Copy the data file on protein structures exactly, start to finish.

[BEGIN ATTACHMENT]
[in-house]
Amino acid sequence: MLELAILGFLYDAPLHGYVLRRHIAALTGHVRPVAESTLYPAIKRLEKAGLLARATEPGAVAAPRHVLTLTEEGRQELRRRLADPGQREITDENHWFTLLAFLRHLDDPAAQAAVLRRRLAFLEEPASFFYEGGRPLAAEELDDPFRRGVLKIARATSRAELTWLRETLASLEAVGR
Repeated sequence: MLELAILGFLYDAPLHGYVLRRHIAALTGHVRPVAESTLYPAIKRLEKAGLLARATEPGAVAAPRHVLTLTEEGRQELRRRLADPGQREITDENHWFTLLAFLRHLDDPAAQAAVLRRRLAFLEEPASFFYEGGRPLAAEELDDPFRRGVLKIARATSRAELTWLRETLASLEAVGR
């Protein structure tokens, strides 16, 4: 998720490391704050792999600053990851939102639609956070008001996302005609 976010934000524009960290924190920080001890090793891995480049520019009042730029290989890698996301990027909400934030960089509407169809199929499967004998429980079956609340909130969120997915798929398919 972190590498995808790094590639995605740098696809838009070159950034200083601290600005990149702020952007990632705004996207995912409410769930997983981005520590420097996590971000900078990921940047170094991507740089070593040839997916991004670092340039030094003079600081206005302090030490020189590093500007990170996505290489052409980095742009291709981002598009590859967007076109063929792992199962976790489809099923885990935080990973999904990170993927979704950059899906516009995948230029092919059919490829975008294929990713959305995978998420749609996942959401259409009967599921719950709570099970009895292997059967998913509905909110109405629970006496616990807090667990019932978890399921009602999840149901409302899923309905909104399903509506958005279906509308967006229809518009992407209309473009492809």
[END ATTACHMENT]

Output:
[in-house]
Amino acid sequence: MLELAILGFLYDAPLHGYVLRRHIAALTGHVRPVAESTLYPAIKRLEKAGLLARATEPGAVAAPRHVLTLTEEGRQELRRRLADPGQREITDENHWFTLLAFLRHLDDPAAQAAVLRRRLAFLEEPASFFYEGGRPLAAEELDDPFRRGVLKIARATSRAELTWLRETLASLEAVGR
Repeated sequence: MLELAILGFLYDAPLHGYVLRRHIAALTGHVRPVAESTLYPAIKRLEKAGLLARATEPGAVAAPRHVLTLTEEGRQELRRRLADPGQREITDENHWFTLLAFLRHLDDPAAQAAVLRRRLAFLEEPASFFYEGGRPLAAEELDDPFRRGVLKIARATSRAELTWLRETLASLEAVGR
């Protein structure tokens, strides 16, 4: 998720490391704050792999600053990851939102639609956070008001996302005609 976010934000524009960290924190920080001890090793891995480049520019009042730029290989890698996301990027909400934030960089509407169809199929499967004998429980079956609340909130969120997915798929398919 972190590498995808790094590639995605740098696809838009070159950034200083601290600005990149702020952007990632705004996207995912409410769930997983981005520590420097996590971000900078990921940047170094991507740089070593040839997916991004670092340039030094003079600081206005302090030490020189590093500007990170996505290489052409980095742009291709981002598009590859967007076109063929792992199962976790489809099923885990935080990973999904990170993927979704950059899906516009995948230029092919059919490829975008294929990713959305995978998420749609996942959401259409009967599921719950709570099970009895292997059967998913509905909110109405629970006496616990807090667990019932978890399921009602999840149901409302899923309905909104399903509506958005279906509308967006229809518009992407209309473009492809």